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Methodology for Estimated Costs of Protecting Election Workers from Threats of Physical Violence

The Brennan Center estimates that approximately $300 million is needed to keep election offices and workers physically secure for the next five years.

Published: May 3, 2022

How the Brennan Center arrived at its $44 million to $73 million estimate for bulletproofing election offices

We estimate that on average, bullet resistant protections for election offices — which may include barriers for customer transaction counters, reinforcements for interior and exterior doors, and bullet resistant exterior windows — will cost $3,000–$5,000 for the smallest offices and $20,000–$30,000 for the largest offices. Costs could vary considerably depending on the size, layout, and age of election offices, other public functions that the office building serves, specific threats, and existing bullet-resistant barriers in place. We used publicly available information from vendors and local government office renovations to inform these estimates. footnote1_0nfbajq 1 Total Security Solutions, “6 Questions About Building Physical Security & Bulletproofing,” September 12, 2019, https://www.tssbulletproof.com/blog/bulletproofing-physical-security/; Total Security Solutions, “Uses and Costs for Security Window Film and Bulletproof Glass,” October 24, 2018, https://www.tssbulletproof.com/blog/costs-security-window-film/; Manistee, MI, FY 2023–2028 Capital Improvement Plan, Municipal Capital Projects, http://www.manisteemi.gov/ArchiveCenter/ViewFile/Item/4674 (Budgeting $25,000 to install bullet resistant glass in the Police Department, Clerk and Treasurer’s offices); Zeeland, MI, 2021–22 Fiscal Year Budget–Capital Improvement Program, https://www.cityofzeeland.com/DocumentCenter/View/6973/2021–2022-Requested-Budget- (Budgeting $20,000 for bulletproof glass in exterior windows of public safety building).

We used Democracy Fund’s “Stewards of Democracy” report and EAVS 2020 data to estimate how many jurisdictions have a given number of full-time employees. footnote2_haiqepw 2 Jurisdiction size estimates based on data from EAVS 2020. U.S. Election Assistance Commission, “Studies and Reports,” last accessed March 7, 2022, https://www.eac.gov/research-and-data/studies-and-reports; and Natalie Adona et al., “Stewards of Democracy,” Democracy Fund, 2019, https://democracyfund.org/wp-content/uploads/2020/06/2019_DemocracyFund_StewardsOfDemocracy.pdf.  We assumed that jurisdictions with zero to one full-time employees (3,987 jurisdictions) would need $3,000–$5,000 to install bullet resistant barriers; jurisdictions with two to five full-time employees (2,928 jurisdictions) would need $5,000–$10,000; jurisdictions with 6 to 10 full-time employees (533 jurisdictions) would need $15,000–$20,000; and jurisdictions with 10 or more full-time employees (450 jurisdictions) would need $20,000–$30,000. We multiplied these to arrive at a total estimated range of $43,596,000–$73,375,000.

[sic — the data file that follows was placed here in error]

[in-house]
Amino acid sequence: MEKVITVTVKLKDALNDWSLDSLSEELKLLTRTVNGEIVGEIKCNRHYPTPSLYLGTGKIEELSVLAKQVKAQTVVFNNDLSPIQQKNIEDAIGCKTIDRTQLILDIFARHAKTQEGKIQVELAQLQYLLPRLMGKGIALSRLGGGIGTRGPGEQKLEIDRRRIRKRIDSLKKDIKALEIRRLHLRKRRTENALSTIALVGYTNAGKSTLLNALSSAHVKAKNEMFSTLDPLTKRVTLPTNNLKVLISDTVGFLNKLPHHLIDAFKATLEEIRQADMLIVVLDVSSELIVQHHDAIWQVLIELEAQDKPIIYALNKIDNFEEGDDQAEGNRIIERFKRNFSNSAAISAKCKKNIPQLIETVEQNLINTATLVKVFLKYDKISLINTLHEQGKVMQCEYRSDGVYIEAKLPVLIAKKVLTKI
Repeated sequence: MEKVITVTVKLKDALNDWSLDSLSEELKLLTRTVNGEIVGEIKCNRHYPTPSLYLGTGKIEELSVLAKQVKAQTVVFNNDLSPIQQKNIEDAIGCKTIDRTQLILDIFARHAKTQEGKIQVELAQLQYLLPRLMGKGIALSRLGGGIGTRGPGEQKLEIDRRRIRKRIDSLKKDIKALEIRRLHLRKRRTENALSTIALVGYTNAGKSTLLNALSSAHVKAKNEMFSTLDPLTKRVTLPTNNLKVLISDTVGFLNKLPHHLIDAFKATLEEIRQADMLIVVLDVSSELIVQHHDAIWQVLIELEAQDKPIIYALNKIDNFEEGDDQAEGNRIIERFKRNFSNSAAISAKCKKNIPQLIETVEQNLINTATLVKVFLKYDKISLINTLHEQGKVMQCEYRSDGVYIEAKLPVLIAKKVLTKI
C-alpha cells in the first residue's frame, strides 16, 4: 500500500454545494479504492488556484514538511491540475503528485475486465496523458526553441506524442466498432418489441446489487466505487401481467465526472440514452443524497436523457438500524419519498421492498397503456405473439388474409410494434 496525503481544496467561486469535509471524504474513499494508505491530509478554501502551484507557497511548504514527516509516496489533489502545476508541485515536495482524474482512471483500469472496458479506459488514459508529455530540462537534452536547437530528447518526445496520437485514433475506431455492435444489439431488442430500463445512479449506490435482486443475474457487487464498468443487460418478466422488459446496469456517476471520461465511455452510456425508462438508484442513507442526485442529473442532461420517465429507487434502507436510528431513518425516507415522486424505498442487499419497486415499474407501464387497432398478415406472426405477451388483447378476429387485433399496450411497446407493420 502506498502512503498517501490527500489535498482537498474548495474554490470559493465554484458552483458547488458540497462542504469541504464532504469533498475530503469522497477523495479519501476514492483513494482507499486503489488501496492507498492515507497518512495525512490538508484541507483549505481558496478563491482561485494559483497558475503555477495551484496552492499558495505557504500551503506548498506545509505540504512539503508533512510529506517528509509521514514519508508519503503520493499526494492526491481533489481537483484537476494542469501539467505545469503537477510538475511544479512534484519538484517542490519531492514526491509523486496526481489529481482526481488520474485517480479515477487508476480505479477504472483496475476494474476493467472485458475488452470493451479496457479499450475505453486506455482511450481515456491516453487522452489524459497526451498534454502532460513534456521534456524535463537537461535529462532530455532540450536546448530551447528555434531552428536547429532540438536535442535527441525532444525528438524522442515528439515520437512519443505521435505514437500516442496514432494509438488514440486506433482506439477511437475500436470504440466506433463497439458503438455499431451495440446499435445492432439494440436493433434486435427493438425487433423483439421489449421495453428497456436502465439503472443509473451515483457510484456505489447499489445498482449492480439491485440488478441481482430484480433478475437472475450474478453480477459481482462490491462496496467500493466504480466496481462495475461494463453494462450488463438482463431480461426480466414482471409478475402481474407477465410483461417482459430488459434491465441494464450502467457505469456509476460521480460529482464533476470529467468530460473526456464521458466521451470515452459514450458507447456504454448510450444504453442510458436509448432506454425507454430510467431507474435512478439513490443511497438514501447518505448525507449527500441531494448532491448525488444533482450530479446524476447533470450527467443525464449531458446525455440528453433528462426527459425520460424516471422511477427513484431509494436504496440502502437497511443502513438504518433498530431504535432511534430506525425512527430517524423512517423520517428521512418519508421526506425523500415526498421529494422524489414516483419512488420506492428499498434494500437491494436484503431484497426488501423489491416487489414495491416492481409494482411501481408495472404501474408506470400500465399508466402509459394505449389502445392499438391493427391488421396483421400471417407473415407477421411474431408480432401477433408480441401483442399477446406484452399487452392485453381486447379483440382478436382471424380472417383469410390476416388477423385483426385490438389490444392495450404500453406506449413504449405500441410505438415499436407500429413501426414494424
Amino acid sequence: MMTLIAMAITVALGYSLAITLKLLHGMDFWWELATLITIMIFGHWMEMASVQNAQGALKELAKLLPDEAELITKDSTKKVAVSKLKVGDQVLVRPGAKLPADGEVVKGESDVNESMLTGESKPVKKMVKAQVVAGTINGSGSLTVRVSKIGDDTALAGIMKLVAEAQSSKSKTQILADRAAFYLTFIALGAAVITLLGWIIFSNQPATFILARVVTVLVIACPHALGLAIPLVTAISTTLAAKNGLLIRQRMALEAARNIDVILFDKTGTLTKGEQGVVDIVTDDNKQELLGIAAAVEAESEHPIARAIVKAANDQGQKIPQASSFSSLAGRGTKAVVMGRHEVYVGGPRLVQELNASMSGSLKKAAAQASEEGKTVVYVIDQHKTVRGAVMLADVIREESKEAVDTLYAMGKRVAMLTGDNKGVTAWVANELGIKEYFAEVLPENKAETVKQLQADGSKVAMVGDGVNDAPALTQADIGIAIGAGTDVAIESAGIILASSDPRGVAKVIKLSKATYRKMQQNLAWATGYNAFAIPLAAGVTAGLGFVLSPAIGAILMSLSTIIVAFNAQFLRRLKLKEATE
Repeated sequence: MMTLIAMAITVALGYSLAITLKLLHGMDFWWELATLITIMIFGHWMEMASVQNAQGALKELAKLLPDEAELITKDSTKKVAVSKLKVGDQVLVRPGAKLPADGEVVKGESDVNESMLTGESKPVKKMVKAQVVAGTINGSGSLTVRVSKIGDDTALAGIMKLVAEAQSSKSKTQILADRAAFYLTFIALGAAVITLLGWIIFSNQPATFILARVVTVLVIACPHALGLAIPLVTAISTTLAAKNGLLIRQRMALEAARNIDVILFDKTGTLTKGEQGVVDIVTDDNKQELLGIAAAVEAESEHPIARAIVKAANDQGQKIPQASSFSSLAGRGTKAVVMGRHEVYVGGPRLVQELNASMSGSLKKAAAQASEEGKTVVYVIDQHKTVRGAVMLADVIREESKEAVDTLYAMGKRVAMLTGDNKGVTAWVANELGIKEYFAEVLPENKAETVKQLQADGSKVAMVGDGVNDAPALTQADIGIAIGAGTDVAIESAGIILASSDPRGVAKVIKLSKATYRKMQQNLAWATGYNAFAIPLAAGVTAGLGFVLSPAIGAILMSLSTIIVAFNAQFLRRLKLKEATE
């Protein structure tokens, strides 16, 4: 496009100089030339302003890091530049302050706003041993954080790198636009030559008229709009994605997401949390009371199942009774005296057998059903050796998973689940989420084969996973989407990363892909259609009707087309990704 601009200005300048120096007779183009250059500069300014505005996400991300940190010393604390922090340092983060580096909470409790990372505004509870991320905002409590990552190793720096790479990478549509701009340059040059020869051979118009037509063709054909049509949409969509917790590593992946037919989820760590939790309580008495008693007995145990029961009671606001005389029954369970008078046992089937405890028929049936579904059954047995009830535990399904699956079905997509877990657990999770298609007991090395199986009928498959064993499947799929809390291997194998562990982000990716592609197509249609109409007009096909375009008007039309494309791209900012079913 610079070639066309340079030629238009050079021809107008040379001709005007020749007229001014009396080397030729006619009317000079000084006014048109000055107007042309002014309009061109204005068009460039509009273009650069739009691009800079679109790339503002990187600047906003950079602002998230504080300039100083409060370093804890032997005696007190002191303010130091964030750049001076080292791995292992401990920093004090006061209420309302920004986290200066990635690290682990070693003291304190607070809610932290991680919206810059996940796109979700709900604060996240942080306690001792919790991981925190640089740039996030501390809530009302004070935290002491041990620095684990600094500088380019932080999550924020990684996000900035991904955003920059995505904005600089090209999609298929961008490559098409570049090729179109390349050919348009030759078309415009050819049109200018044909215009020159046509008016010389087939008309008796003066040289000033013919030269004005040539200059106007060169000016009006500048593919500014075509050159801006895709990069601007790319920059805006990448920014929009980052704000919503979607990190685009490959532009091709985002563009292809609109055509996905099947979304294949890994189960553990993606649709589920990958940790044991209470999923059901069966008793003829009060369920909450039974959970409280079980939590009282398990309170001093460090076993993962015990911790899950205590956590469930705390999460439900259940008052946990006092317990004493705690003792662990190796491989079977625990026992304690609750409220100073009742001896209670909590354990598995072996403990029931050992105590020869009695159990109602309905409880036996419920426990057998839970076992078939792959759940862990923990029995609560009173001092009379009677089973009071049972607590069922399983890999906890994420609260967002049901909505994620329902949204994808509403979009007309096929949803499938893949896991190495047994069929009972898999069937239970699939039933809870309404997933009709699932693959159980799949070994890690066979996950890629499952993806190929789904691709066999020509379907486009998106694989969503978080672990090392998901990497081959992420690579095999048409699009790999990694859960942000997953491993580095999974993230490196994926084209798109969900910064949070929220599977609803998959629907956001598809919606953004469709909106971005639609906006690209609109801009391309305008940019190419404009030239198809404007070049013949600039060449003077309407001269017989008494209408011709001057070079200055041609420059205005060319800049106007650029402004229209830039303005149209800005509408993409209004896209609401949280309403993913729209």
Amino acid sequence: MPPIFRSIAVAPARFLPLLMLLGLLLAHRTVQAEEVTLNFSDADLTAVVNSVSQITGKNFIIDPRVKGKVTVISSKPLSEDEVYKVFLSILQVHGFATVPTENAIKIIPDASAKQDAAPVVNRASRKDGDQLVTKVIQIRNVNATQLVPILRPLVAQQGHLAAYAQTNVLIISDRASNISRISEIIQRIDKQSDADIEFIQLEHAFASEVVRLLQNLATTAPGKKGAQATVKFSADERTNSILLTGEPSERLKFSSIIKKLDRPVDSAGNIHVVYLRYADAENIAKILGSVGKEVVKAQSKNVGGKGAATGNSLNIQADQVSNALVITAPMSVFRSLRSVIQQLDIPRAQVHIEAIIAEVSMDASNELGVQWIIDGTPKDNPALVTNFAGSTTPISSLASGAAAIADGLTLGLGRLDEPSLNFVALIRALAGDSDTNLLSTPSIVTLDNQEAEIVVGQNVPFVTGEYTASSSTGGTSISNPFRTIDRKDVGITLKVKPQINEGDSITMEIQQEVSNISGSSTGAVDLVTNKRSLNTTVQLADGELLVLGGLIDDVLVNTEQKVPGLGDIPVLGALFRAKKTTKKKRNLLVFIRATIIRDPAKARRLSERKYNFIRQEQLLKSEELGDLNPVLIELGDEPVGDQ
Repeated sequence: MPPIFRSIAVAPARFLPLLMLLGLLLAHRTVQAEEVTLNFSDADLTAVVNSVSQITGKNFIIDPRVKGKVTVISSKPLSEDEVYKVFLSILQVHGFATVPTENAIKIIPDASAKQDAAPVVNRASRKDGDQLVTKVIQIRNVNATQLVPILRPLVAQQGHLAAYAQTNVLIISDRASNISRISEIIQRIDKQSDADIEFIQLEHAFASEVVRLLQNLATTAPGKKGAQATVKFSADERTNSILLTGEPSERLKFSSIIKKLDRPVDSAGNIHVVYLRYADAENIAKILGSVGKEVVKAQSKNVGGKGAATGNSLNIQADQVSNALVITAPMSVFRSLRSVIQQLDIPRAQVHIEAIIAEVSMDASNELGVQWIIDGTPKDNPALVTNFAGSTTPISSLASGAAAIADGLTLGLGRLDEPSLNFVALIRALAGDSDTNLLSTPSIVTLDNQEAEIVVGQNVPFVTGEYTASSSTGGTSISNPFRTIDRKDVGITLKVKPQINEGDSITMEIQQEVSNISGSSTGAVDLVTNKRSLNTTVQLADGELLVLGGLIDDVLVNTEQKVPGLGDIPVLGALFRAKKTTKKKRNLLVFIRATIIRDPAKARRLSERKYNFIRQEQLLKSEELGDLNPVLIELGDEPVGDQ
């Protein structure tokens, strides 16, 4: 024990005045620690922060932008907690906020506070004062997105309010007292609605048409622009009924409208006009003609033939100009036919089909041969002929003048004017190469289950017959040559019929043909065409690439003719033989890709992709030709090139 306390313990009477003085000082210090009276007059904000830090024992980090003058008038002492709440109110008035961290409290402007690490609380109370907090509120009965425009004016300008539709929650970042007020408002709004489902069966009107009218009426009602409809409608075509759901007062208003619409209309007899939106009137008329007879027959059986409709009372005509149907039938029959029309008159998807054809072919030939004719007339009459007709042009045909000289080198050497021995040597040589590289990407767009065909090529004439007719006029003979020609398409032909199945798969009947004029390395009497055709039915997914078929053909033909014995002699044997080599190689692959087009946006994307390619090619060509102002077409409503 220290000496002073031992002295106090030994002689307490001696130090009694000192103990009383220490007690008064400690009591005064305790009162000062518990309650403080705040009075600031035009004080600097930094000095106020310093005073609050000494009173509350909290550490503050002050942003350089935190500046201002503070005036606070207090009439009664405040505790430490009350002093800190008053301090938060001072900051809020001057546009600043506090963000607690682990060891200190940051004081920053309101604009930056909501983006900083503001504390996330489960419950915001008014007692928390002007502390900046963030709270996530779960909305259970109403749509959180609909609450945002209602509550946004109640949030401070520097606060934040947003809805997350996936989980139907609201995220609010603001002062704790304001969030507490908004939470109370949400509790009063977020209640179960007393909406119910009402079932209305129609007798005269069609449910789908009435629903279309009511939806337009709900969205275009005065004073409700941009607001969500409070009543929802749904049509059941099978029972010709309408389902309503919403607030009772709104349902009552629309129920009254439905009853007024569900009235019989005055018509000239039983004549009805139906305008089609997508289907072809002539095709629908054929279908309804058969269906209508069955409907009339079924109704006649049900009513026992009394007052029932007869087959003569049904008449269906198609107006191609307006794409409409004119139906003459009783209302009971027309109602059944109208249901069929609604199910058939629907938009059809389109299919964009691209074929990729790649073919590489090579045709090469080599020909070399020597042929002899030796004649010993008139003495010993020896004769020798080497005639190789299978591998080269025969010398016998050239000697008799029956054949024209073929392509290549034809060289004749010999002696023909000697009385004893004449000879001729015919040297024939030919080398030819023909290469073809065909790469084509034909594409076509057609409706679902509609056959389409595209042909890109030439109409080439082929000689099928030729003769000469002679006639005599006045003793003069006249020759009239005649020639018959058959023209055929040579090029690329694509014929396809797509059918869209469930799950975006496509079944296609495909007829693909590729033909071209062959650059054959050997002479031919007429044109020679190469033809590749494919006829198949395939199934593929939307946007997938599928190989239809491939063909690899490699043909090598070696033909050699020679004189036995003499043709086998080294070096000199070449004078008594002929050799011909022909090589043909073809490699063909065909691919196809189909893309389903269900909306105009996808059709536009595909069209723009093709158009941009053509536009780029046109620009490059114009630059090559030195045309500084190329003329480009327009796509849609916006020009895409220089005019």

How the Brennan Center arrived at its $95 million estimate for panic alarm systems

We estimate that on average, panic buttons for election offices will cost $1,000 per device over a five-year span and that GPS-enabled panic buttons for precincts (which will not be used as often throughout the year) will cost $495 per device over a five-year span. We used publicly available information and conversations with vendors to inform these estimates. footnote3_44ngsfw 3 See, e.g., General Services Administration, Authorized Federal Supply Schedule Pricelist, Response Technologies, Ltd., https://www.gsaadvantage.gov/ref_text/GS07F030GA/0VAQND.3R13M4_GS-07F-030GA_RTGSATCPL4120.PDF.